Reaching Out to the Community with Complimentary Vaccines
For Matt Isenberger, life took a turn two years ago. “I became homeless,” stated Isenberger, 43, matter-of-factly. “It just happened and now it is day-to-day living for me.”
He stopped by the UT Physicians booth in northwest Houston on September 15. Nurses were administering complimentary influenza vaccines—more commonly known as flu shots—in neighborhoods that were impacted by Hurricane Harvey. “I don’t believe I have ever had a flu shot,” said Isenberger. “Unless it was when I was a kid, I don’t believe I have ever gotten one.”
Isenberger was one of 59 people who received the vaccine during the health fair. Typically, the flu season runs October through March. The flu can cause serious illness and even death, especially among older adults, very young children and pregnant women. The Centers for Disease Control and Prevention (CDC) recommends that people receive the vaccine by the end of October.
“Events like these are so important,” said Kimberly Olund, a wellness coordinator with UT Physicians. “We get to help people that would not otherwise be able to have access to flu shots. The best part of my job is being an advocate for health and wellness. We get to help people directly in the community.”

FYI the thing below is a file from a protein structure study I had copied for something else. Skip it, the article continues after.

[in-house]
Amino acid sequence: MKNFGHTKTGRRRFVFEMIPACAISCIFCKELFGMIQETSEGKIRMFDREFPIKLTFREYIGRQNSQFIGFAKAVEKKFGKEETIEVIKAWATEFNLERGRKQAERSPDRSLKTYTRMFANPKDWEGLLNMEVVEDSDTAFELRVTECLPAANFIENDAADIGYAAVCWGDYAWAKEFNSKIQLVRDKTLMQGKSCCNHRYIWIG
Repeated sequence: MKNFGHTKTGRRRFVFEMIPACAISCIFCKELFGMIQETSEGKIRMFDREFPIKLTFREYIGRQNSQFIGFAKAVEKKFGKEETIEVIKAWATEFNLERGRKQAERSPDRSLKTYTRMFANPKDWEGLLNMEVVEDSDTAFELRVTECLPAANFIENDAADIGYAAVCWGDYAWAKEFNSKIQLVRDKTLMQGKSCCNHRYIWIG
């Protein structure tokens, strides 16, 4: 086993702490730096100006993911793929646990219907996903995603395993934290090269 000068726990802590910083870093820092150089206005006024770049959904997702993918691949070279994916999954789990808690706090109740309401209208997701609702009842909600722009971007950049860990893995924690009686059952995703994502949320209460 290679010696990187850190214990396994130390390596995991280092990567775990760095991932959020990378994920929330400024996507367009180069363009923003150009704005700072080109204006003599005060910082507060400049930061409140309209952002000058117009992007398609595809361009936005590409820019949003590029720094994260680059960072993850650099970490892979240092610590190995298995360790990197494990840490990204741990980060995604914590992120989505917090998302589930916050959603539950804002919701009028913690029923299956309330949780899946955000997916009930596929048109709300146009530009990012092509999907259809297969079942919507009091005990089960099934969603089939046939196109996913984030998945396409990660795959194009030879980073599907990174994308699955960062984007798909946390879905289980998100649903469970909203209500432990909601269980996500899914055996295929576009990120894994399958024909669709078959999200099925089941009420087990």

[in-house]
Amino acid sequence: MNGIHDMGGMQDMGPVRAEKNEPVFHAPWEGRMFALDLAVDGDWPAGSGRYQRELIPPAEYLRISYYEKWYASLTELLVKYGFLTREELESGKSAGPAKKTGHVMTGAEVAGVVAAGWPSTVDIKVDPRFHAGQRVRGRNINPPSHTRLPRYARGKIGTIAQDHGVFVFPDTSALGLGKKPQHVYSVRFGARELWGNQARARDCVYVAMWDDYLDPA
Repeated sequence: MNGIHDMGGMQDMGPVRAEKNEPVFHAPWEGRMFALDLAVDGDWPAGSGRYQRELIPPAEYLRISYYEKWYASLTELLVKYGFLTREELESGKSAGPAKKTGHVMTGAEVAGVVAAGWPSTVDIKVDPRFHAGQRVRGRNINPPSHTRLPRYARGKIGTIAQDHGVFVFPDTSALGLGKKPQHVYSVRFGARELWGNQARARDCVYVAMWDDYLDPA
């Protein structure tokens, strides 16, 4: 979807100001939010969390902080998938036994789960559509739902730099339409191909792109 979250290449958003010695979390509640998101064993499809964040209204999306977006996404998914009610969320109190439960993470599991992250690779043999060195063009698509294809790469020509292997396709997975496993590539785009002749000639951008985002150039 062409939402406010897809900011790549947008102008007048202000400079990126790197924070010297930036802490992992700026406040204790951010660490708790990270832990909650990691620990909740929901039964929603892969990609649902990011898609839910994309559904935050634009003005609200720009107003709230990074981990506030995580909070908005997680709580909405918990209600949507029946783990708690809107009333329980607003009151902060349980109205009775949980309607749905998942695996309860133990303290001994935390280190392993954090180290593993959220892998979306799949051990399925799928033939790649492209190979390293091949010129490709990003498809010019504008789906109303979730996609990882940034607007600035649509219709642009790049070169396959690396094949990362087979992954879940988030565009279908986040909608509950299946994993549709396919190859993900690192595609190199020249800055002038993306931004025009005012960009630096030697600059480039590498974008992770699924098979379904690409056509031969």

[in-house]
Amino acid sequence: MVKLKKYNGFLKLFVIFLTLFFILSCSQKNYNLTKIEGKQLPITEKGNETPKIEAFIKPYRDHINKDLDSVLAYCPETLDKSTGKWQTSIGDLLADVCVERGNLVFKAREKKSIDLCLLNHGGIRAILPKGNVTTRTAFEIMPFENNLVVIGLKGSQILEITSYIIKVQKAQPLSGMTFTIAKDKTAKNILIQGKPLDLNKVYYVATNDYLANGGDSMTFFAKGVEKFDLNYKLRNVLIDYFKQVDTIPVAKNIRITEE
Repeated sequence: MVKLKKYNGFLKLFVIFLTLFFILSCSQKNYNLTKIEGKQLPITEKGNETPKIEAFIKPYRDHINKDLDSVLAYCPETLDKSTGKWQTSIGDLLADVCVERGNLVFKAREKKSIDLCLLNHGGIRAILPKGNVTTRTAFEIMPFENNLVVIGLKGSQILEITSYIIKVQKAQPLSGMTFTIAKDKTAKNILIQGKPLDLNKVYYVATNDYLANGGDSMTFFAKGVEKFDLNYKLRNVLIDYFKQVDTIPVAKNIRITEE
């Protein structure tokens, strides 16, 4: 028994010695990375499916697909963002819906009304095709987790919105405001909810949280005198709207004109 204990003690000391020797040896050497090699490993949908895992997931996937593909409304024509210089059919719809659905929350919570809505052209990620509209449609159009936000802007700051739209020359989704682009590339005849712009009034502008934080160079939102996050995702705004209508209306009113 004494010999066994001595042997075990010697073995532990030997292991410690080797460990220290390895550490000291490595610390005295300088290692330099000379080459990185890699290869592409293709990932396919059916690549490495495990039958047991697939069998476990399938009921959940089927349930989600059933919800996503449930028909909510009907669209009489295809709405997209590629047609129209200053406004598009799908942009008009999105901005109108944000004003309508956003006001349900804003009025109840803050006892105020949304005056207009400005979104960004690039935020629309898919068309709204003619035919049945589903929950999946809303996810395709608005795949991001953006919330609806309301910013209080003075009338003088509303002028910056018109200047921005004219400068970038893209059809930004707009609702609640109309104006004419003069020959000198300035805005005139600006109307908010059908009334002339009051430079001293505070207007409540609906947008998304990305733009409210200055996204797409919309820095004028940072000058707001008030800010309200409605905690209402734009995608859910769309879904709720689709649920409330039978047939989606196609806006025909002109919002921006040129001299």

Isenberger explained that he doesn’t get sick a lot, but felt he needed to get vaccinated. “You just never know,” said Isenberger. “I feel since it was offered today, I should go ahead and get it done.”
According to the CDC, this year’s flu vaccine has three components, some with four, to protect you from contracting the virus. If you still get the flu, it should be a milder version if the strain you contract is covered in the vaccine. Everyone over the age of 6 months is encouraged to receive a flu vaccine to protect themselves against this serious disease.